Alpha Chi Omega House: Alpha Chi Omega was founded in 1885 as a music sorority. It's house is located directly across from Corbly Hall on Fifth Avenue, and they share it with more than the sisterhood.

It's gently haunted by the ghost of little boy who died in a fire at the house. He's said to cause gusts of cool air (cold spots, as they're called in the paranormal biz), flickering basement lights that electricians have checked out and can't explain, and missing objects in the house. Hey, what would you expect from a pesky little brother fooling with his sisters?

Gullickson Hall: This is the classroom part of the Cam Henderson Center, the Thundering Herd's basketball arena. The women’s locker room is said to have a playful voyeur. Girls have had her hair pulled when no one was around and many feel the presence of someone watching them.

Harris Hall: Built in 1976, professors and students have heard children talking and walking through the building.

Hodges Hall: Ah, a tale of love gone bad. The most popular version of the HH tale is that a football player was dating several girls, telling each that she was his one and only. Well, the girls found out about each other, and one took it hard. She committed suicide by jumping out of the third story window. Legend has it that her soul lives on in the attic.

You won't find her there anymore, though. Hodges, built in 1937, was razed in 2007.

Jenkins Hall: Jenkins Hall was constructed in 1937 and named in honor of a Confederate calvary officer, General Albert Jenkins, who was a native of Cabell County. Until 1970 the building provided kindergarten through high school education and served as a lab for prospective teachers.

There have been reports of children laughing, and ghost hunter Tigger Conn caught a picture a few months ago of two young kids who were staring and laughing while looking out one of the windows in Jenkins.

Laidley Hall: This 1937 dorm provides upperclassman resident housing. The lore here is that every night at nine, coincidentally the start of dorm quiet hours, the fire alarm (or glass breaking, depends on who's talking) can be heard, joining noises like footsteps and banging radiators to raise a cacophony. Some say the spooks are raising a ruckus; others say an old building makes noise, quiet hours or not.

Memorial Student Center: The Memorial Student Center was completed in 1971. Its name commemorates the loss of the entire Marshall football team in the 1970 plane crash.

It hosts a ghost who walks down the stairs and goes out through the double doors of the front entrance in the student center.

Morrow Library: The James Morrow Library was once MU's main book center; it's the haunt of special collections like the Appalachian Research Center and scholarly academics now. The original bulding was erected in 1872-73, and it was dedicated as a library in 1931.

Morrow survived the 1937 flood (barely) but fell victim to digital technology and modern architecture, as its general stacks have been moved to the John Drinko Library, opened in 1998. But it still has its allure - and lore.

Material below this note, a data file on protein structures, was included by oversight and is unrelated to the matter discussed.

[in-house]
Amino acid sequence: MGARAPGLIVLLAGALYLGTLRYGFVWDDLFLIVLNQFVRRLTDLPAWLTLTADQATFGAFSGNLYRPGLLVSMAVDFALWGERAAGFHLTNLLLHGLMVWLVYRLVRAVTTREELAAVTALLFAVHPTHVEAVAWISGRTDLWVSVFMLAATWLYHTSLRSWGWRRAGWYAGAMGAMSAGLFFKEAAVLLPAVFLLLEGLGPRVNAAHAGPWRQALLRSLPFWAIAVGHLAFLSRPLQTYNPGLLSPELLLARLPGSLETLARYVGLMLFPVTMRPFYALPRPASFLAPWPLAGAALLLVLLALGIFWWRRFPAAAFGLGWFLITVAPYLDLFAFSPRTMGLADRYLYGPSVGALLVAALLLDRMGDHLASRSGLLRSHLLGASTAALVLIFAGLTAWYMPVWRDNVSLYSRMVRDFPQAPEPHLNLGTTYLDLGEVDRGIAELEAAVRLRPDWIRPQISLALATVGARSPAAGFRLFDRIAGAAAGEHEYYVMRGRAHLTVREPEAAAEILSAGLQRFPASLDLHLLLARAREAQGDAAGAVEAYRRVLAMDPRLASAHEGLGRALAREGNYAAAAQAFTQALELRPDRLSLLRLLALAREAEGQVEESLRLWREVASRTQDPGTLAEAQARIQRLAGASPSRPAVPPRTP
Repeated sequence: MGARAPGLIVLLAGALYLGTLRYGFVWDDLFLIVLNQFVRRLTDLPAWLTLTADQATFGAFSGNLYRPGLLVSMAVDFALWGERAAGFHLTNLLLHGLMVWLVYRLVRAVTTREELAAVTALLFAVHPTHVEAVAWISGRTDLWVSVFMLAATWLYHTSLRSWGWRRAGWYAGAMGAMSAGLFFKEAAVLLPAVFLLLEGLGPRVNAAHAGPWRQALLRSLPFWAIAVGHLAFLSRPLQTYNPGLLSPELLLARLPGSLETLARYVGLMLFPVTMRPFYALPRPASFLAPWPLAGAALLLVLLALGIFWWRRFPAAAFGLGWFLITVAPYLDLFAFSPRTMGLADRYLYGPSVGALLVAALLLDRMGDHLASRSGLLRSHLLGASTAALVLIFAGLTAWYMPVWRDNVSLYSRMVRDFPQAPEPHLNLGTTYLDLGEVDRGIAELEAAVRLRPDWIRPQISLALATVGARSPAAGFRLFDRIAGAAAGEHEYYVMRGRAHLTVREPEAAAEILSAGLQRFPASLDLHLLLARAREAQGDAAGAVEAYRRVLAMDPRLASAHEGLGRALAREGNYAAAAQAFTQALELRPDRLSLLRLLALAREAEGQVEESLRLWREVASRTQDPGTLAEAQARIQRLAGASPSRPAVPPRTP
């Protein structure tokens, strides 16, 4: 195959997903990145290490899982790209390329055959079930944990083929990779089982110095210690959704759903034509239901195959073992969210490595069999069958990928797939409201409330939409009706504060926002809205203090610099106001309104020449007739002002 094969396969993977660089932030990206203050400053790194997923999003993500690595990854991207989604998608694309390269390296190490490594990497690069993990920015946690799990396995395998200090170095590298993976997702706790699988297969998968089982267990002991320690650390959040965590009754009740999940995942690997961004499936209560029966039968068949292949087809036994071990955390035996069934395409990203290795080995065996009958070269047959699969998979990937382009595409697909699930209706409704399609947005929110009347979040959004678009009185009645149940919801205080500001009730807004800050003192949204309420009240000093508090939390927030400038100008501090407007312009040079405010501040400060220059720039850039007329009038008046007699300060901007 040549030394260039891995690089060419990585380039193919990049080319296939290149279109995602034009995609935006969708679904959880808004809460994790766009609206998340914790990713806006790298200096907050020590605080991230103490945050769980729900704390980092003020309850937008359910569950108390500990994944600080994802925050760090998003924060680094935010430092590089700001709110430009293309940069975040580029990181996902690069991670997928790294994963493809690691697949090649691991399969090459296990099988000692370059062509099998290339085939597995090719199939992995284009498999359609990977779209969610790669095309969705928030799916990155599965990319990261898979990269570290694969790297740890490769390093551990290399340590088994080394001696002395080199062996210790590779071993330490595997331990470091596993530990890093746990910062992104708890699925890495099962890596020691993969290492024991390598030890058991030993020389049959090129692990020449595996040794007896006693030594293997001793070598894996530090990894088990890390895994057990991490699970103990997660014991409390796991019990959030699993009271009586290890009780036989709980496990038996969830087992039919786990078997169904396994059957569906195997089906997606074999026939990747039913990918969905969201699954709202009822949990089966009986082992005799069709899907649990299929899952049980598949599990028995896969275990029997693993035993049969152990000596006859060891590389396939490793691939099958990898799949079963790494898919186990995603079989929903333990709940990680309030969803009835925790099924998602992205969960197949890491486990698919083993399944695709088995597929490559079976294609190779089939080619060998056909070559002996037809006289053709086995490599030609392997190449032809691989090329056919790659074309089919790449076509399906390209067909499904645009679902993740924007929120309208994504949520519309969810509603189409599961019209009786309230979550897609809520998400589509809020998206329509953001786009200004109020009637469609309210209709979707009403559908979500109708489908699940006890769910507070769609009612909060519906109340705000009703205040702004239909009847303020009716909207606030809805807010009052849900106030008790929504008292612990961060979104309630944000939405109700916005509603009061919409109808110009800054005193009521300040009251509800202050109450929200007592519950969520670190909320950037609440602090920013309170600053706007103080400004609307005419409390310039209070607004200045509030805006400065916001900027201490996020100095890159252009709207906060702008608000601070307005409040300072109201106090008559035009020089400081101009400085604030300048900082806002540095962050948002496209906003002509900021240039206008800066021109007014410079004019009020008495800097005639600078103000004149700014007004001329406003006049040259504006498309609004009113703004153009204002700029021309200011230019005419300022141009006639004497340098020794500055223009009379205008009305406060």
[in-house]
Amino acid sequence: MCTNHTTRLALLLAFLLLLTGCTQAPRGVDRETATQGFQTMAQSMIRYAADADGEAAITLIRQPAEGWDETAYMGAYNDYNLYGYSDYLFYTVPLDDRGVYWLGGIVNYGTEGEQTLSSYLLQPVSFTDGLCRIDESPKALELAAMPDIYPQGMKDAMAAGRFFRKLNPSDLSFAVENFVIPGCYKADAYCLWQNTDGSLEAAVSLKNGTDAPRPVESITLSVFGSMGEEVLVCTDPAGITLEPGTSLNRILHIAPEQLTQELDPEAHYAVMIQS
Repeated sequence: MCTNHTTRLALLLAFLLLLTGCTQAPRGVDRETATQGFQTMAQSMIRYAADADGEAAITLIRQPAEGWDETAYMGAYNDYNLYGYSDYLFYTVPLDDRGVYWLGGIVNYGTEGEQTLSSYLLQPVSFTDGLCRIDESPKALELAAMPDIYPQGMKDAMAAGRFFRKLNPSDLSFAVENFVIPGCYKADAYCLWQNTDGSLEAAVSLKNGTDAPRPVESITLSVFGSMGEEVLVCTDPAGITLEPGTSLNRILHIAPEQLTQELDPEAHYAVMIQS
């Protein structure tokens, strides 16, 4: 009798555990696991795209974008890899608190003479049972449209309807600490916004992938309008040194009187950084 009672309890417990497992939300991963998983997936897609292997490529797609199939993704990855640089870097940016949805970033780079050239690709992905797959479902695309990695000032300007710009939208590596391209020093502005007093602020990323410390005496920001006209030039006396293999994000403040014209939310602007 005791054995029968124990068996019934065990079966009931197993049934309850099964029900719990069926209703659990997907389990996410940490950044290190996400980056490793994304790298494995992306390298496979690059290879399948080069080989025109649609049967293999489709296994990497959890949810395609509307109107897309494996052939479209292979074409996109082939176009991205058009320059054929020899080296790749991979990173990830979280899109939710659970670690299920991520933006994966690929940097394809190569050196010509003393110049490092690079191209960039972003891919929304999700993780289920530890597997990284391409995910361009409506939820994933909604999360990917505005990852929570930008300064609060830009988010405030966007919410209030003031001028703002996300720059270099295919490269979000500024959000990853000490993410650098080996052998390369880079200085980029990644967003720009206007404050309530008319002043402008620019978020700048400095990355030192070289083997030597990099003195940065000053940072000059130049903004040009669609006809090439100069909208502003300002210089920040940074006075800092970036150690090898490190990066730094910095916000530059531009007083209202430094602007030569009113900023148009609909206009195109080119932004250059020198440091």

Its ghosts violate the first rule of libraries across the world - they won't be shushed. Students have heard loud arguments while no one was around, and seen books fall off the shelf for no apparent reason and no one around. A little quiet, please! Ghosts are supposed to be seen, not heard. And actually, they have been: white orbs have shown up on pictures taken by the building.

Old Main: The landmark Old Main, which now serves as the primary administrative building for the university, was built on land known as Maple Grove, once the home of the Mount Hebron Church. It's also served as an infirmary during World War II and a girls dormitory.

Old Main is actually a series of five buildings that have been joined together between the years 1868 and 1908 (the oldest dates back to 1830), ranks as the oldest structure on campus, and its spires have become the symbol of the university. It even looks spooky, with a gothic ambience, cobbled together in both Romanesque and Gothic styles.

The attic and the Yeager suites are said to be haunted by past spirits that have made Old Main their home after death, and eerie tales abound from each part of the old structure.

There have been several reports of basement spooks. One is of a man walking in and out of the girl's loo. Another is the shadow of an old handy man dressed in overalls who still dishes out directions and help, then disappears.

But its main claim to ghostly fame comes from the acting area of the old Auditorium. It starts with footsteps from the catwalks above the auditoriun, which can be plainly seen from the floor - but no one is on them.

It's most noted for its ghost of the stage. A large, well-dressed man has been seen sitting backstage during performances who quickly disappears when he attracts someone's eye.

The dapper shade is believed to be the ghost of a 1920's theater director who was wrongfully accused of embezzling money from the college and disappeared. Proof exonerating him wasn't found until the eighties, too late to do his his earthly incarnation any good, but his ethereal self could still enjoy the show.